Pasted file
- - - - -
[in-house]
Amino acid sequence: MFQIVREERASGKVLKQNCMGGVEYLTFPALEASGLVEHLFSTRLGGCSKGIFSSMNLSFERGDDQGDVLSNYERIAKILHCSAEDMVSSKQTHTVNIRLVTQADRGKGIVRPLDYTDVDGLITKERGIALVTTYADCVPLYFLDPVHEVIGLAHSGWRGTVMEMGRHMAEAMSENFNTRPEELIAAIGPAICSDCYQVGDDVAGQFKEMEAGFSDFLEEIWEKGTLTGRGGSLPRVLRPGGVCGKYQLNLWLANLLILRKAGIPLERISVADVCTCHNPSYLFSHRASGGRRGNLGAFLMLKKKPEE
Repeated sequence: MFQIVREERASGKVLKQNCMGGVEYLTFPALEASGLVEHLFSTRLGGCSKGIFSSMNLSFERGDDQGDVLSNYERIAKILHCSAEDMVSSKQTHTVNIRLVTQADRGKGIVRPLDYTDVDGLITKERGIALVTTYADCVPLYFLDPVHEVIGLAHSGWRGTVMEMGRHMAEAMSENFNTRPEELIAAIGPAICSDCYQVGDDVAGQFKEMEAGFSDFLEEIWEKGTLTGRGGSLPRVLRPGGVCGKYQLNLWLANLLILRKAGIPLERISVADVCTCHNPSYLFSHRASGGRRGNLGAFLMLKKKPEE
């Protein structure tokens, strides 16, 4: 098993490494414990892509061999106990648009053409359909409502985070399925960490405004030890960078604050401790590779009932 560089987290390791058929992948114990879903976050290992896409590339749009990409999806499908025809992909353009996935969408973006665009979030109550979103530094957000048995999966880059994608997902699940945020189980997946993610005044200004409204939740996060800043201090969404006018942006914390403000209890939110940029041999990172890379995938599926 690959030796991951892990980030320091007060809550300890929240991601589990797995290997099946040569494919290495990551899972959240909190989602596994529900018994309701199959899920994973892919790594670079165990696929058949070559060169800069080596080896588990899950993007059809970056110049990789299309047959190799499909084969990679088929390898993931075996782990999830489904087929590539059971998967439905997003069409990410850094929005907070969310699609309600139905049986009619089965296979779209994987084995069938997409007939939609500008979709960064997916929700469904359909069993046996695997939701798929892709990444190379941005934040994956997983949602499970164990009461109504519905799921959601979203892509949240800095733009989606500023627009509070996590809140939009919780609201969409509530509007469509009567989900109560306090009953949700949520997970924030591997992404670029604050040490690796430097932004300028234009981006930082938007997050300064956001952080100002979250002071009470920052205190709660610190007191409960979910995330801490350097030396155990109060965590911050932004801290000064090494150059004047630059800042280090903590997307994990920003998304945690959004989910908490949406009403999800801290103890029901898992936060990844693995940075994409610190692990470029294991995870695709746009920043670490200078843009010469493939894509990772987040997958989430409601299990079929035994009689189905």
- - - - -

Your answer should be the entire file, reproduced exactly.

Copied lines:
[in-house]
Amino acid sequence: MFQIVREERASGKVLKQNCMGGVEYLTFPALEASGLVEHLFSTRLGGCSKGIFSSMNLSFERGDDQGDVLSNYERIAKILHCSAEDMVSSKQTHTVNIRLVTQADRGKGIVRPLDYTDVDGLITKERGIALVTTYADCVPLYFLDPVHEVIGLAHSGWRGTVMEMGRHMAEAMSENFNTRPEELIAAIGPAICSDCYQVGDDVAGQFKEMEAGFSDFLEEIWEKGTLTGRGGSLPRVLRPGGVCGKYQLNLWLANLLILRKAGIPLERISVADVCTCHNPSYLFSHRASGGRRGNLGAFLMLKKKPEE
Repeated sequence: MFQIVREERASGKVLKQNCMGGVEYLTFPALEASGLVEHLFSTRLGGCSKGIFSSMNLSFERGDDQGDVLSNYERIAKILHCSAEDMVSSKQTHTVNIRLVTQADRGKGIVRPLDYTDVDGLITKERGIALVTTYADCVPLYFLDPVHEVIGLAHSGWRGTVMEMGRHMAEAMSENFNTRPEELIAAIGPAICSDCYQVGDDVAGQFKEMEAGFSDFLEEIWEKGTLTGRGGSLPRVLRPGGVCGKYQLNLWLANLLILRKAGIPLERISVADVCTCHNPSYLFSHRASGGRRGNLGAFLMLKKKPEE
């Protein structure tokens, strides 16, 4: 098993490494414990892509061999106990648009053409359909409502985070399925960490405004030890960078604050401790590779009932 560089987290390791058929992948114990879903976050290992896409590339749009990409999806499908025809992909353009996935969408973006665009979030109550979103530094957000048995999966880059994608997902699940945020189980997946993610005044200004409204939740996060800043201090969404006018942006914390403000209890939110940029041999990172890379995938599926 690959030796991951892990980030320091007060809550300890929240991601589990797995290997099946040569494919290495990551899972959240909190989602596994529900018994309701199959899920994973892919790594670079165990696929058949070559060169800069080596080896588990899950993007059809970056110049990789299309047959190799499909084969990679088929390898993931075996782990999830489904087929590539059971998967439905997003069409990410850094929005907070969310699609309600139905049986009619089965296979779209994987084995069938997409007939939609500008979709960064997916929700469904359909069993046996695997939701798929892709990444190379941005934040994956997983949602499970164990009461109504519905799921959601979203892509949240800095733009989606500023627009509070996590809140939009919780609201969409509530509007469509009567989900109560306090009953949700949520997970924030591997992404670029604050040490690796430097932004300028234009981006930082938007997050300064956001952080100002979250002071009470920052205190709660610190007191409960979910995330801490350097030396155990109060965590911050932004801290000064090494150059004047630059800042280090903590997307994990920003998304945690959004989910908490949406009403999800801290103890029901898992936060990844693995940075994409610190692990470029294991995870695709746009920043670490200078843009010469493939894509990772987040997958989430409601299990079929035994009689189905």